The Moralizer Corrected. A Tale - Poem by William Cowper
A hermit (or if ‘chance you hold
That title now too trite and old),
A man, once young, who lived retired
As hermit could have well desired,
His hours of study closed at last,
And finish’d his concise repast,
Stoppled his cruise, replaced his book
Within its customary nook,
And, staff in hand, set forth to share
The sober cordial of sweet air,
Like Isaac, with a mind applied
To serious thought at evening-tide.
Autumnal rains had made it chill,
And from the trees, that fringed his hill,
Shades slanting at the close of day,
Chill’d more his else delightful way.
Distant a little mile he spied
A western bank’s still sunny side,
And right toward the favour’d place
Proceeding with his nimblest pace,
In hope to bask a little yet,
Just reach’d it when the sun was set.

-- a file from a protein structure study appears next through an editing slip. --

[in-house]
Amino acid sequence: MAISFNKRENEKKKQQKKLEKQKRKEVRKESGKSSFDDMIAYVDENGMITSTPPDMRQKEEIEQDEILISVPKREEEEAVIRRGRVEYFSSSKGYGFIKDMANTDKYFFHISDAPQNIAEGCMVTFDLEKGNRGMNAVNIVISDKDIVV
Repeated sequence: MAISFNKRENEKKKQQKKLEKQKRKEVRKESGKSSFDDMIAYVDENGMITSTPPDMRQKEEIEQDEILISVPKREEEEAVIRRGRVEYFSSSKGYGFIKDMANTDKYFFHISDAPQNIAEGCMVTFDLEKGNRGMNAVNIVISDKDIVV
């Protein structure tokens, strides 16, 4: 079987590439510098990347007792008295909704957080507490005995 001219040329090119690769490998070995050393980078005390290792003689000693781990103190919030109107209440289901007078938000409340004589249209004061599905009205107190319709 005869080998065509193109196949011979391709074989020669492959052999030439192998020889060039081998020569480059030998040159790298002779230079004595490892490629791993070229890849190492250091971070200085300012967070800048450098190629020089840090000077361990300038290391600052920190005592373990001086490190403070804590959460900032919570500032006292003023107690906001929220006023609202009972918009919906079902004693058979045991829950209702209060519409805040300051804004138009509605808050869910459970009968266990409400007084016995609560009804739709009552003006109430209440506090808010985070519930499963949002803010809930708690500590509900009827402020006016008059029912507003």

Your hermit, young and jovial sirs!
Learns something from whate’er occurs—
And hence, he said, my mind computes
The real worth of man’s pursuits.
His object chosen, wealth or fame,
Or other sublunary game,
Imagination to his view
Presents it deck’d with every hue,
That can seduce him not to spare
His powers of best exertion there,
But youth, health, vigour to expend
On so desirable an end.
Ere long approach life’s evening shades,
The glow that fancy gave it fades;
And, earn’d too late, it wants the grace
That first engaged him in the chase.
True, answer’d an angelic guide,
Attendant at the senior’s side—
But whether all the time it cost
To urge the fruitless chase be lost,
Must be decided by the worth
Of that which call’d his ardour forth.
Trifles pursued, whate’er the event,
Must cause him shame or discontent;
A vicious object still is worse,
Successful there, he wins a curse;
But he, whom e’en in life’s last stage
Endeavours laudable engage,
Is paid at least in peace of mind,
And sense of having well design’d;
And if, ere he attain his end,
His sun precipitate descend,
A brighter prize than that he meant
Shall recompense his mere intent.
No virtuous wish can bear a date
Either too early or too late.
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